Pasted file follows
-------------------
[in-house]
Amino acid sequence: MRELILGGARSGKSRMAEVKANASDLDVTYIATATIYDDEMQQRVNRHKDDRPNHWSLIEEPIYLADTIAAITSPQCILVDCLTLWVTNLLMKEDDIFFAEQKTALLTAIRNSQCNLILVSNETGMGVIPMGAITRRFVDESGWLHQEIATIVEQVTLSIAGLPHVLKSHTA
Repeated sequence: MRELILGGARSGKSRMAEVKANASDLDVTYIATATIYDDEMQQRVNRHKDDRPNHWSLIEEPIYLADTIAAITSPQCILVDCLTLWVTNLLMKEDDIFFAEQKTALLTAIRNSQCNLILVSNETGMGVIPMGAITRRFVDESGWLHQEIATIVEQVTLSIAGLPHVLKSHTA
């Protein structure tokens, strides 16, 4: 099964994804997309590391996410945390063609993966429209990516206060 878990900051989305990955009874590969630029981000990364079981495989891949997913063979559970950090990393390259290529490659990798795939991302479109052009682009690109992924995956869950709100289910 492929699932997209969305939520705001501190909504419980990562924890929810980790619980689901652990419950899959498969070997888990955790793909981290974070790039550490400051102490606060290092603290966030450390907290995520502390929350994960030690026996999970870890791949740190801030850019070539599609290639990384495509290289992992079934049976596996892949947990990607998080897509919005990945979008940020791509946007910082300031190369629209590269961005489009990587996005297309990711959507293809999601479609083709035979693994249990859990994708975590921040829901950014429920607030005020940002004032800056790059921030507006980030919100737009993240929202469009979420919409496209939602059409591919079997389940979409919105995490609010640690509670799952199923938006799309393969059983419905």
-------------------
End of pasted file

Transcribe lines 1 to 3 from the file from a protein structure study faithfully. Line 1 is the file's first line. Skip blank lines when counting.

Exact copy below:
[in-house]
Amino acid sequence: MRELILGGARSGKSRMAEVKANASDLDVTYIATATIYDDEMQQRVNRHKDDRPNHWSLIEEPIYLADTIAAITSPQCILVDCLTLWVTNLLMKEDDIFFAEQKTALLTAIRNSQCNLILVSNETGMGVIPMGAITRRFVDESGWLHQEIATIVEQVTLSIAGLPHVLKSHTA
Repeated sequence: MRELILGGARSGKSRMAEVKANASDLDVTYIATATIYDDEMQQRVNRHKDDRPNHWSLIEEPIYLADTIAAITSPQCILVDCLTLWVTNLLMKEDDIFFAEQKTALLTAIRNSQCNLILVSNETGMGVIPMGAITRRFVDESGWLHQEIATIVEQVTLSIAGLPHVLKSHTA